In the history of portable gaming, there’s nothing bigger than the Nintendo Game Boy. The Game Boy started a revolution of gaming that survived many variations over the course of a decade. When it launched in late 1989, it competed against the Sega Game Gear and Atari Lynx. Remember those? Yeah, me neither!
The Birth of Next Generation Console Gaming
The 1980s saw a competition in video gaming that was unprecedented. The Game Boy Console was launched as an 8-bit video game device that featured a lightweight frame and familiar Nintendo control buttons used on its cousin, the Nintendo Entertainment System. One of the most unique features that set this device apart from others, besides its form factor, was the ability to plug in an extension connector for team gaming. The console also became a next generation gaming device with small cartridges. Often these cartridges mirrored the popular games at the time on larger console systems. This prompted simultaneous playing for the NES as well as competition for North American, Japanese, and European titles.
Advanced Features and Public Reaction
The Nintendo Game Boy also featured an external rechargeable battery pack and a 3.5mm stereo headphone jack for added convenience. Initial reaction to the Game Boy took hold in similar fashion to the iPod. Although the Atari Lynx featured color graphics and networking abilities, the Game Boy was a more affordable option and featured more user-friendly controls. The rechargeable battery pack differentiated it from the market by making it truly a highly portable video gaming device, effectively targeting an expanded audience who often traveled.
The Many Colors of the Game Boy
The Game Boy became so popular that it played out many incarnations over the years to appeal to gamers. By the 1990s popularity continued growing by introducing the Game Boy Pocket. The Game Boy Pocket featured a smaller unit that required only two AAA batteries for 10 hours of game play. There was a better visual display and a change to an LED battery status level. There were also several choices of colors available. In Japan, the Game Boy Light was a marketed version of the Game Boy Pocket which featured a backlight in addition to advanced battery levels.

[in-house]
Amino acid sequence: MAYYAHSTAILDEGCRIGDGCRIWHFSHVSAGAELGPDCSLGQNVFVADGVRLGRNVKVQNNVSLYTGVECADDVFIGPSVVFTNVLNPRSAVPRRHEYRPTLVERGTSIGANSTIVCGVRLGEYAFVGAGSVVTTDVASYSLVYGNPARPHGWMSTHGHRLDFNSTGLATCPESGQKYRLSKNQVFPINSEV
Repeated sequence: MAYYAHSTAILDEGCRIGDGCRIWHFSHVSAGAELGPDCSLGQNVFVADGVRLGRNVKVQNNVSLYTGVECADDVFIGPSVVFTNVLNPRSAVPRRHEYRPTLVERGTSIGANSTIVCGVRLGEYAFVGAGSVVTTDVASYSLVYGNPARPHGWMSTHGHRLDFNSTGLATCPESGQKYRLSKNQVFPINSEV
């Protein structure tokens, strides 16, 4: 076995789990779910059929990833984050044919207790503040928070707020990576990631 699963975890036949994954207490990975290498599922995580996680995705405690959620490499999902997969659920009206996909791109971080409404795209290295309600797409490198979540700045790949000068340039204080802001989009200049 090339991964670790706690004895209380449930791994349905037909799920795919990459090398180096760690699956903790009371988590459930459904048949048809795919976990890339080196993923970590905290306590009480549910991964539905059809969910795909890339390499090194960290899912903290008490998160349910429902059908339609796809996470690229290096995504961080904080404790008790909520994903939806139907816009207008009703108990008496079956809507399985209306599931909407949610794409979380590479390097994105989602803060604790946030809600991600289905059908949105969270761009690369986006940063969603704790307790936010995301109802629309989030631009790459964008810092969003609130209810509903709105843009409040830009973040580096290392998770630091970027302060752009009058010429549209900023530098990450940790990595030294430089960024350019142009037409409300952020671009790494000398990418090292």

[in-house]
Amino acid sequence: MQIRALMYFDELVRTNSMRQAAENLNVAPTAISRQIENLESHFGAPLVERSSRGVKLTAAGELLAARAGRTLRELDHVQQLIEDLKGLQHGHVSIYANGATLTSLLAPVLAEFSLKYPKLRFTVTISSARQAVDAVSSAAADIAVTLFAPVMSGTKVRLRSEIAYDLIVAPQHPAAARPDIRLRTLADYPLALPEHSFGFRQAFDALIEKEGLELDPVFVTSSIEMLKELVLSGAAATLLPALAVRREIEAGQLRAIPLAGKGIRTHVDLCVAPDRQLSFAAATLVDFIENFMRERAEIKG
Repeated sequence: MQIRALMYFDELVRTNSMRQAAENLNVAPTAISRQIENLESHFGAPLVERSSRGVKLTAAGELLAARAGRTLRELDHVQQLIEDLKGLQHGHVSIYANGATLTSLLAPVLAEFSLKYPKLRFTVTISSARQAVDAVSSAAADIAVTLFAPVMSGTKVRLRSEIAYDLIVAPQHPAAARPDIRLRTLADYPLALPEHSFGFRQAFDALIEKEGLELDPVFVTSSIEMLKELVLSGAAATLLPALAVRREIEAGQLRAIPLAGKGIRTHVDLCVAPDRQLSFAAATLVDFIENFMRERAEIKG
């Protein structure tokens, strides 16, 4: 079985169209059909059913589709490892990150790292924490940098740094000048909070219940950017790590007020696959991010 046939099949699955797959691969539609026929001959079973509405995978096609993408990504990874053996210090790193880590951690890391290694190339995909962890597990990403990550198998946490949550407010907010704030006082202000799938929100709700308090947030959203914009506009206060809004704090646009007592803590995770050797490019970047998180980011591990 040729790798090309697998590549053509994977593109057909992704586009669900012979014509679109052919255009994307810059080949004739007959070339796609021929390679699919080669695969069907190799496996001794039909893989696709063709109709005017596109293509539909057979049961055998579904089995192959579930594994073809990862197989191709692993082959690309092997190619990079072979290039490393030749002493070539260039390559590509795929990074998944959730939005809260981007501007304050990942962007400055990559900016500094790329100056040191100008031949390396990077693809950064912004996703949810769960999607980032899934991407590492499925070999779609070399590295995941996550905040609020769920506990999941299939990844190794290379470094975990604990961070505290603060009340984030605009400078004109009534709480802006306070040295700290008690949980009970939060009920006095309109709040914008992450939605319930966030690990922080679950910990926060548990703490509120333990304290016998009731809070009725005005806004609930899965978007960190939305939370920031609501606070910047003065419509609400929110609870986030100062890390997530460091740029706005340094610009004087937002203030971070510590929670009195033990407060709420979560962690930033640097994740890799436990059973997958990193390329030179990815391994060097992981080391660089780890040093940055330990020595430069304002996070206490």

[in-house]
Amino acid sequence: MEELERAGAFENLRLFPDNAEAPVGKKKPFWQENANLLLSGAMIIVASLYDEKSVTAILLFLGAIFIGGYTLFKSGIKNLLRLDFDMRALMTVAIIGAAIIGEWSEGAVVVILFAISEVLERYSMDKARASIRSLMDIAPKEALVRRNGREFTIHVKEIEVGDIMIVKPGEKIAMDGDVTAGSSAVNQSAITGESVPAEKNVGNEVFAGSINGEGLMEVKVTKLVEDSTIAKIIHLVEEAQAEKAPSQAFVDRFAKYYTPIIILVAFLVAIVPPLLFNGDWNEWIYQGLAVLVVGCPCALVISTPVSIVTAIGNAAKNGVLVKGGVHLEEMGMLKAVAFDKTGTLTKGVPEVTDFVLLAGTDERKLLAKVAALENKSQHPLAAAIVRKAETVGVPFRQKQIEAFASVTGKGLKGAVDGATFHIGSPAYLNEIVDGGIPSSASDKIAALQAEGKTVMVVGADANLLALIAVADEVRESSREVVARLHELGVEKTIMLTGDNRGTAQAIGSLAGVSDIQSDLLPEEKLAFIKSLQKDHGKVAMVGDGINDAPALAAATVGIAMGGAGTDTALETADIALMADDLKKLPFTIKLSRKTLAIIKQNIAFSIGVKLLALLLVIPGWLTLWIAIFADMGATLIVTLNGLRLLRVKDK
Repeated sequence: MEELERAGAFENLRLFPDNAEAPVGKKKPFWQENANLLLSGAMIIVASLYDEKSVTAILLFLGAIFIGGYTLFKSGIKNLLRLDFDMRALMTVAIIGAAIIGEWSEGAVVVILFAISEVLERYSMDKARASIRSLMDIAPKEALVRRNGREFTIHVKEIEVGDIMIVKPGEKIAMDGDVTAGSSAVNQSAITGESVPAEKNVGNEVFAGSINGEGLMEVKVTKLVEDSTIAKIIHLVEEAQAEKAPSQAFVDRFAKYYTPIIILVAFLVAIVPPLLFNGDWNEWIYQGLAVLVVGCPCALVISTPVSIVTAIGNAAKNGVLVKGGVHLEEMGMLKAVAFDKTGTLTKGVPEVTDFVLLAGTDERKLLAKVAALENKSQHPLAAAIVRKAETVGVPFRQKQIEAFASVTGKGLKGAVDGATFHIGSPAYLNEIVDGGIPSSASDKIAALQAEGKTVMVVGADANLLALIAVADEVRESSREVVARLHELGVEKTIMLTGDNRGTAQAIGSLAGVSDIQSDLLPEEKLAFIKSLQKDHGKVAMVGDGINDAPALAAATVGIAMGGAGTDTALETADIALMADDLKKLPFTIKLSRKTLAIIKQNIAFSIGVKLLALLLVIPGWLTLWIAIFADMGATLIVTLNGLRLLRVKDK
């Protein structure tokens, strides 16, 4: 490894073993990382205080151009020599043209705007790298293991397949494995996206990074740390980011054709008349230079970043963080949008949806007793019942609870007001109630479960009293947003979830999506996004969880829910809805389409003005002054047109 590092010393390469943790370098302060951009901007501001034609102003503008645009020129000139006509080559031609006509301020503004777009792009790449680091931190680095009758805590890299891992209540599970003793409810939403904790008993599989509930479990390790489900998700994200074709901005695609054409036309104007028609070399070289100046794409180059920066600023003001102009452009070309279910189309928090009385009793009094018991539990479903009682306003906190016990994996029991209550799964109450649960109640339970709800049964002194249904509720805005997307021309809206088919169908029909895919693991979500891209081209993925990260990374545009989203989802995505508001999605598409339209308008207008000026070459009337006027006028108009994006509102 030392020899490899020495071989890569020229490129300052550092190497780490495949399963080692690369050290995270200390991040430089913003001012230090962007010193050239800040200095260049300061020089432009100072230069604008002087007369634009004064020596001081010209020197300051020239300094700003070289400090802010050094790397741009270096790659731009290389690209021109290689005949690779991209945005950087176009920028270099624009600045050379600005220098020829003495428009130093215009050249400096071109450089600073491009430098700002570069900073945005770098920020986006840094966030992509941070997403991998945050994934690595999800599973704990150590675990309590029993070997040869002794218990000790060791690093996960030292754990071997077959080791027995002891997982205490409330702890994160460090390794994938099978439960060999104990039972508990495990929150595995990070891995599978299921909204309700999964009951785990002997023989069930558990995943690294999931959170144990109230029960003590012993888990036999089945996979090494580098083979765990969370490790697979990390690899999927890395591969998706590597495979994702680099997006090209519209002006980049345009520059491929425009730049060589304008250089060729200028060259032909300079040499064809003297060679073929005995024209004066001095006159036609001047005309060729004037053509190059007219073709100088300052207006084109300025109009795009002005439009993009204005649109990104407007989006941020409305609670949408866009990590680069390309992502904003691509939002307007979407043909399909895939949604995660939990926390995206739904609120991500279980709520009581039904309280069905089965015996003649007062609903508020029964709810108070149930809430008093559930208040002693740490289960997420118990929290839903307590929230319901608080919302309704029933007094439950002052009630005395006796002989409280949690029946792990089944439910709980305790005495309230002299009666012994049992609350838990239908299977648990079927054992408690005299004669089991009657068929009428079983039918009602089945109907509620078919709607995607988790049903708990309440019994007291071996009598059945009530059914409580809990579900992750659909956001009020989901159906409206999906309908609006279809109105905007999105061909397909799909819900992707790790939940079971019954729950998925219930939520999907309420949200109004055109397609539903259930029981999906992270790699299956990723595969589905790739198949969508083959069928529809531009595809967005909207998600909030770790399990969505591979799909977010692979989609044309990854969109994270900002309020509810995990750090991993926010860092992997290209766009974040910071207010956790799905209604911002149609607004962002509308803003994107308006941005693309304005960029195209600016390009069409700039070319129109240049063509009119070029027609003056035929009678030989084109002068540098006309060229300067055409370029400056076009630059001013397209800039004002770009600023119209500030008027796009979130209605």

The Game Boy became a device expanding its use of the accessory port by introducing the Game Boy Printer in 1998, which was a year of many changes for Nintendo. It functioned using thermal paper with adhesive backing and was able to print basic black-and-white images as well as photos from the Game Boy Camera. Game Boy also introduced Game Boy Color, which allowed players to play traditional Nintendo games in full hi-color. This allowed users to go backwards compatible and play their old favorites in full color.
The Enigma of the Game Boy
The Game Boy continued to evolve into the Game Boy Advance and Game Boy Advance SP in 2005. It utilized a flip-down top instead of the standard handheld device as seen before. Although the latest incarnation of Game Boy looks less like the original, it still contains many of the same features, such as battery life and use of ROM cartridges. It became a more portable device as well. Regardless of these changes, over the past decade the Nintendo Game Boy has created a market of simple design and innovation with compatible features for all versions.
Travis Fuller writes on gadgets, gadget accessories, video games, technology, computer hardware, and other related topics.
The NES Classic Edition Is Returning To Stores Next Month
Back in November 2016, Nintendo released the NES Classic Edition, a mini-sized version of the iconic NES console, which came loaded with 30 popular games from Nintendo’s past. The cost of reliving those nostalgic memories? A very reasonable $59.99.
The only problem? Nintendo drastically underestimated demand for the NES Classic Edition, and they were pretty much impossible to find, and many nostalgic fans like me never could get our hands on one, even after searching stores for over six months.
And then came the death blow, the announcement from Nintendo in April 2017 that they were discontinuing the NES Classic Edition, and that if you hadn’t got one by then, you were pretty much screwed.. or forced to pay $200+ for one on eBay.